Minor parties like the Greens or regional parties like the Scottish Nation Party and Plaid Cymru or in the occupied six counties of Ireland have struggled to get coverage in the mainstream British media, which has concentrated almost 100% of its coverage on the residents of the Westminster bubble, seemingly believing that what has been billed as a British general election is a strictly English matter.

    However, the regional press is providing its own election coverage beyond the constricting noose of the M25 London orbital car park, particularly when it comes the English political class screwing up badly in the devolved regions as Nation Cymru reports on a glaring linguistic cock-up by the Nigel Farage Fascist Fan Club Ltd., which masquerades as a political party called Reform UK.

    Farage’s fanbois and girls have been accused of a cavalier attitude towards the Welsh language after a party political broadcast used mistranslated copy in a political broadcast shown on Welsh television stations, as per the screenshot below.

    Screenshot from BBC iPlayer showing mistranslated text

    Nation Cymru helpfully states how Reform had mangled its simplistic message – Britain is broken. Britain needs Reform – in Cymraeg:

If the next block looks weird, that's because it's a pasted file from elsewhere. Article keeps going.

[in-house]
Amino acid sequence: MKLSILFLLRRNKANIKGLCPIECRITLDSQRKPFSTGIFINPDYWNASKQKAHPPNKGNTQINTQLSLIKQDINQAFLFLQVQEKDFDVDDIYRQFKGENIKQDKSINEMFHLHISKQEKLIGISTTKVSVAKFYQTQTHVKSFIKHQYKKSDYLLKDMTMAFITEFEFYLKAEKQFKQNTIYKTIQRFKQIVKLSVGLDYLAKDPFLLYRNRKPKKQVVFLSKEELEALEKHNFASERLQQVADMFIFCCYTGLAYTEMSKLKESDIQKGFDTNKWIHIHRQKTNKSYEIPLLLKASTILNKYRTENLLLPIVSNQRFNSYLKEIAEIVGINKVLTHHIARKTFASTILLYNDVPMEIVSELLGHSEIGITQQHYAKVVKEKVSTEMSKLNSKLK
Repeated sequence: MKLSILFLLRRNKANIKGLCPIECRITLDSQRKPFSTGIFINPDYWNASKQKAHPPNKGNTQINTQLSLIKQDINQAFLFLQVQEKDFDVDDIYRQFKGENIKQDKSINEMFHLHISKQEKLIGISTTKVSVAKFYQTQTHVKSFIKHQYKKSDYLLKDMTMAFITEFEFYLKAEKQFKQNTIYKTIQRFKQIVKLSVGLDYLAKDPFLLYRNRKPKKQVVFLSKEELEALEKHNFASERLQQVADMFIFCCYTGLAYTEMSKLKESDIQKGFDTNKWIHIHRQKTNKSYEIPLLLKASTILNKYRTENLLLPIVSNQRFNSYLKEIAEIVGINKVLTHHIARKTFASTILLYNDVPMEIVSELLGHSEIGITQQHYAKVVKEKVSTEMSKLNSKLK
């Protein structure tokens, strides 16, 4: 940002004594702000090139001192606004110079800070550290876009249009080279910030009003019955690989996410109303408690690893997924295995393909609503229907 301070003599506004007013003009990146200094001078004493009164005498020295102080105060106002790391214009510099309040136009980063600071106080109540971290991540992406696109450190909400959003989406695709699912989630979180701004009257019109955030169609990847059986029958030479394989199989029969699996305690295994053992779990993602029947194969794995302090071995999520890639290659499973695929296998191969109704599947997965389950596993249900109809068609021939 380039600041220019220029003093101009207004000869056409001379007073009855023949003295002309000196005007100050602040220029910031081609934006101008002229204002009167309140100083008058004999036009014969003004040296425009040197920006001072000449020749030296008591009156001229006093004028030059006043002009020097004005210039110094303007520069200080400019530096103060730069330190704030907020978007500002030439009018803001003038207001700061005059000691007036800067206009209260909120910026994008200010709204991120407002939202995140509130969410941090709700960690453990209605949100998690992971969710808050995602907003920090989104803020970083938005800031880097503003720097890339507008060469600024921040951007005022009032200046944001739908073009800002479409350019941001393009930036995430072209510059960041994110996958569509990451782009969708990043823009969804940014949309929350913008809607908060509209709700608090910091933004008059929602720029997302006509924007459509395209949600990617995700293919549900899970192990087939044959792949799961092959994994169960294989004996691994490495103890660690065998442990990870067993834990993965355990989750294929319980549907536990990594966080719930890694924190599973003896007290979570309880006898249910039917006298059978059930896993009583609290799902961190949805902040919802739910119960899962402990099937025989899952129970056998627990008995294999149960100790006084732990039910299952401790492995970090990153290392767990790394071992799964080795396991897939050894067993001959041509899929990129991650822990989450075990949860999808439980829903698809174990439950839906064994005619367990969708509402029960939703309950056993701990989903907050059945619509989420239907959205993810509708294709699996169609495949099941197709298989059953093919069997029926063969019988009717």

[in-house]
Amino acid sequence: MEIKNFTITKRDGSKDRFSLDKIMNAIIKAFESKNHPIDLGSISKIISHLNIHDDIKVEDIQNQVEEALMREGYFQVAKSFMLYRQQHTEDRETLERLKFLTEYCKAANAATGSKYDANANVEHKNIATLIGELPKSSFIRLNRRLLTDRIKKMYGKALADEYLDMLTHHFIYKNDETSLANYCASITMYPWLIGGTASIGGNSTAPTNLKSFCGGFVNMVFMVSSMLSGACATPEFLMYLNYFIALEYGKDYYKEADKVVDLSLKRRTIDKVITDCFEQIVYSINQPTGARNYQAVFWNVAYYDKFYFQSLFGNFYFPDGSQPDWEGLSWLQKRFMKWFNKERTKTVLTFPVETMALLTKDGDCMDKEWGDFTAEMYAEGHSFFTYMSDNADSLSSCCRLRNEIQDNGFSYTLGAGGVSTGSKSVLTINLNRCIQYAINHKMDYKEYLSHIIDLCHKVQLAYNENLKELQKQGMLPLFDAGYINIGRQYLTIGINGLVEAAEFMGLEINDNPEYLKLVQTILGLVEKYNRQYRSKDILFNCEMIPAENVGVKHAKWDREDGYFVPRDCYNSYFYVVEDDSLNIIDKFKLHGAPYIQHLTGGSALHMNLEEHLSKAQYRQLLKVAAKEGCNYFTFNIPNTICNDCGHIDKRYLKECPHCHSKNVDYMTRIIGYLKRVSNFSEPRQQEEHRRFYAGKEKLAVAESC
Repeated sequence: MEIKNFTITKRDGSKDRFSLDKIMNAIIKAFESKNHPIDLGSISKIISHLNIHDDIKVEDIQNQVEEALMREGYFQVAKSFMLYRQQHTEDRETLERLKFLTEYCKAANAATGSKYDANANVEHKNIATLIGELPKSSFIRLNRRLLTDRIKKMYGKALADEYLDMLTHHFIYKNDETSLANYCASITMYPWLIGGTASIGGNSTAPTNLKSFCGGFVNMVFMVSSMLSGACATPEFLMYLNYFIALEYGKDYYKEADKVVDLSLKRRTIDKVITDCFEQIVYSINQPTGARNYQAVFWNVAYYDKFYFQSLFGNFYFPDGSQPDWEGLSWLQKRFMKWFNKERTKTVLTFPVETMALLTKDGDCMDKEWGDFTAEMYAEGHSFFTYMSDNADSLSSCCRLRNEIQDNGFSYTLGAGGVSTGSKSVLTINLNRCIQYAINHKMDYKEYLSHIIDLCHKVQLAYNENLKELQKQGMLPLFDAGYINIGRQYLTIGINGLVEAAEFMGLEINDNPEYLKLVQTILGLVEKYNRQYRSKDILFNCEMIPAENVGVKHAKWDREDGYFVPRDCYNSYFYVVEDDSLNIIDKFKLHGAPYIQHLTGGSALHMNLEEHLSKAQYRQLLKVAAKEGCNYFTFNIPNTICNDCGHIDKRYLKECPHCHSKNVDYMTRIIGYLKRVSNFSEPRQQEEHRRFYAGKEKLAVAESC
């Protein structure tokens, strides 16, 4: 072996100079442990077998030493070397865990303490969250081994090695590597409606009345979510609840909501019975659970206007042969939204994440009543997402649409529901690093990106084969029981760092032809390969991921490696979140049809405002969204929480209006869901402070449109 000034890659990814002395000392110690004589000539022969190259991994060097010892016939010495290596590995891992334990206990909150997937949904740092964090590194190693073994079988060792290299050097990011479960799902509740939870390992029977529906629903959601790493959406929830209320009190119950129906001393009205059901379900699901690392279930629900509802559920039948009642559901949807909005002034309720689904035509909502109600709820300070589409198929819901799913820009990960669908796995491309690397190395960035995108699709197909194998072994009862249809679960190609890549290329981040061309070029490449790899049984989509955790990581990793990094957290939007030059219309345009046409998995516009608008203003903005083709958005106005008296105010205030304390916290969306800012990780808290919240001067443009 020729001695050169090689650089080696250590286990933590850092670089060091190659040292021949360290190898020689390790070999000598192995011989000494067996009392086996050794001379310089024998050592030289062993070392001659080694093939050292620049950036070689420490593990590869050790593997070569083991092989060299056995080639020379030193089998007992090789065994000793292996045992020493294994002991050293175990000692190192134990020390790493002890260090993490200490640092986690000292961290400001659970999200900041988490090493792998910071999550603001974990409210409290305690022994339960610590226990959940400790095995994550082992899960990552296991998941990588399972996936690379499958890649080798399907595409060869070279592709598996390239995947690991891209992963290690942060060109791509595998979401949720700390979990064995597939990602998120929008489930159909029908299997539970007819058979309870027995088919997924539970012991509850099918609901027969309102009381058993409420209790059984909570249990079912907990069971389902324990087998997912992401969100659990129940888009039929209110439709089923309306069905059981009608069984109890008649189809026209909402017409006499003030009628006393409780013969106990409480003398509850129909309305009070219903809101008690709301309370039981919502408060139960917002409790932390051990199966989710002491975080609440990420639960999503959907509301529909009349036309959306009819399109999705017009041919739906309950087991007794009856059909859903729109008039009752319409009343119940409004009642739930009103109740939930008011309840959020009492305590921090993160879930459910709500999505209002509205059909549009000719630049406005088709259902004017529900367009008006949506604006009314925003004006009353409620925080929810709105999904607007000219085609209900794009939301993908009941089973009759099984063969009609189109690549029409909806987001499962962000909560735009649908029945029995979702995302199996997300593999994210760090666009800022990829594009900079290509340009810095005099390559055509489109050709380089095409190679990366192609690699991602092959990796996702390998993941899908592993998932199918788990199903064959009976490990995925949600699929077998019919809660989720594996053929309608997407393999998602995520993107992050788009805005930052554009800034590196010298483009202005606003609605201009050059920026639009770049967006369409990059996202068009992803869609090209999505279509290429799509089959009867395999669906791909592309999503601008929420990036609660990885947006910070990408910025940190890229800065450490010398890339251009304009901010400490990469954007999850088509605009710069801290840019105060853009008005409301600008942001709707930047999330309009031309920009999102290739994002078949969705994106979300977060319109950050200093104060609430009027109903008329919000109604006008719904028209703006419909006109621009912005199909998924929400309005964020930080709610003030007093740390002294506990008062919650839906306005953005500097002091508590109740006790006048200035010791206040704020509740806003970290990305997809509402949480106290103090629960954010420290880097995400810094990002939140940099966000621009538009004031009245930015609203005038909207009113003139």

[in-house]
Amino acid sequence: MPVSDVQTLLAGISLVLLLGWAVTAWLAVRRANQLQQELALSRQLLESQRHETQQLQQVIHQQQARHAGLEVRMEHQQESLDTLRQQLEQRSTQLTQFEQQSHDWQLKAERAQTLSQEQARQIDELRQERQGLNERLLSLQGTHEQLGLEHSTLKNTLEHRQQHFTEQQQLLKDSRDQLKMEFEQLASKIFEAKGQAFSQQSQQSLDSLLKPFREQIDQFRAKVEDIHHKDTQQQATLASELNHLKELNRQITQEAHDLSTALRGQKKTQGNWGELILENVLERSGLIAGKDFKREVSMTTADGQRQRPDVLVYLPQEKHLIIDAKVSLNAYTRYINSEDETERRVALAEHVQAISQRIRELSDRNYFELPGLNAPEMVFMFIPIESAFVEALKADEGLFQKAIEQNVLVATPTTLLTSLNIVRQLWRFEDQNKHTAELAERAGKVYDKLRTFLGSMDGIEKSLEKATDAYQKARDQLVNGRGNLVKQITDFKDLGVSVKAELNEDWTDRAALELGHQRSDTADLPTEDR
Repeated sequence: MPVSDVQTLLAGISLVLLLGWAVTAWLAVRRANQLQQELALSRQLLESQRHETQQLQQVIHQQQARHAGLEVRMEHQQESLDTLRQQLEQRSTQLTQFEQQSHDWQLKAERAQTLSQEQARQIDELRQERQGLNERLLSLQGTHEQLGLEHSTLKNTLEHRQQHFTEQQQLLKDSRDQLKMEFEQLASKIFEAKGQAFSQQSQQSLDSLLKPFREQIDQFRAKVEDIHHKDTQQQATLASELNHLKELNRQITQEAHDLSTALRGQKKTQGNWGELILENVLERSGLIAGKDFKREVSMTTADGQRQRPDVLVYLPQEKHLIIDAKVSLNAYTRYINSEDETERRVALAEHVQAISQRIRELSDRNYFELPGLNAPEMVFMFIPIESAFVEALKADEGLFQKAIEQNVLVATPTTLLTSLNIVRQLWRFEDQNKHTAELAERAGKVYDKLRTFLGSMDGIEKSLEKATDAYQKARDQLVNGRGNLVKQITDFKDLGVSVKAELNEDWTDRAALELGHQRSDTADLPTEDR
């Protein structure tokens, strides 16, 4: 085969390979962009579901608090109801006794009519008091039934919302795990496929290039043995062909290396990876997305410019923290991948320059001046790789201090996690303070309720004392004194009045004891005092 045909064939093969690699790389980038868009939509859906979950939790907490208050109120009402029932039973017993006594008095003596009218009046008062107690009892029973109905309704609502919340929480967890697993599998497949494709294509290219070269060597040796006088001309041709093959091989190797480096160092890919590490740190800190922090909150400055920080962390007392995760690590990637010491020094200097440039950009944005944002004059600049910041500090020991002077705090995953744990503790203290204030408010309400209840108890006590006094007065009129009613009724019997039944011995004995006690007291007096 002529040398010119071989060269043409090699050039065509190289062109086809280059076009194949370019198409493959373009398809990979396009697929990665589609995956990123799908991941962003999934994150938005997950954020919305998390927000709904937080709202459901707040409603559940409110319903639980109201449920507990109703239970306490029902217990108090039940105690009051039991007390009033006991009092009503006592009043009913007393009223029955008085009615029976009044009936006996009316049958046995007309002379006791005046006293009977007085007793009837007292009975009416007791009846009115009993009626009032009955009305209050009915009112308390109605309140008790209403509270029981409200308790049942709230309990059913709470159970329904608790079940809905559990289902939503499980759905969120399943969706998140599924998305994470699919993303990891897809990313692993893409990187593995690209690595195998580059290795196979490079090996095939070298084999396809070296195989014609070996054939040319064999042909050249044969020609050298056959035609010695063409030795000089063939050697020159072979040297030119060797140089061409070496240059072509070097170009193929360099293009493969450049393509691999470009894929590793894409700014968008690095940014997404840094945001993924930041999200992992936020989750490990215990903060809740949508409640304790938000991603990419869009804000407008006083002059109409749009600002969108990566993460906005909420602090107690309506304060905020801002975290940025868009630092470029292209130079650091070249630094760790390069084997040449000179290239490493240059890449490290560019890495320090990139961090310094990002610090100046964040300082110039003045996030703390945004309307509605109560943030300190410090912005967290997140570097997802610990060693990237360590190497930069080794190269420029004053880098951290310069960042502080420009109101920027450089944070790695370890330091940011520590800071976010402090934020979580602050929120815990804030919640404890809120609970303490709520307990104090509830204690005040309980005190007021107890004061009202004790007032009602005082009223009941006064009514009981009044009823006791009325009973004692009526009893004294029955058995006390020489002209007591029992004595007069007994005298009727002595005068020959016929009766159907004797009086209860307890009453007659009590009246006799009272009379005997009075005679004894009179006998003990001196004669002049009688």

Whilst the words ‘Prydain’ and ‘angen’ individually translate to word for word copies of ‘Britain’ and ‘need’, when used together it in fact should have been “Mae angen Reform ar Brydain”.

    The article points out that Google Translate – a tool not noted for the accuracy of a its output – managed a better translation than Reform UK did. One unnamed person quoted by Nation Cymru summarised the problem as follows:

    “This does not look particularly respectful of the Welsh people and their language. It also shows a cavalier attitude towards accuracy.”

    However, Reform’s – and Farage’s – cavalier attitude does not stop at the Welsh language. It has a wide embrace, encompassing those annoyingly important little things known to ordinary people as facts.

  • Conservatives’ National Service proposal – social media responds

    Yesterday’s duff election idea from the soon-to-be-annihilated Conservative Party was the reintroduction of mandatory national service, otherwise known in more plain-speaking parts of the world as military service or conscription.

    Your ‘umble scribe remembers older people during his 1960s childhood advocating the return of conscription as a panacea to cure all the evils that emerged during the 1960s like social progress (e.g. the abolition of the death penalty, the decriminalisation of homosexuality, legalisation of abortion, etc.), youth culture, colourful clothes, the consumption of drugs other than alcohol and tobacco, contraception, sexual promiscuity and everything else they didn’t like about the time.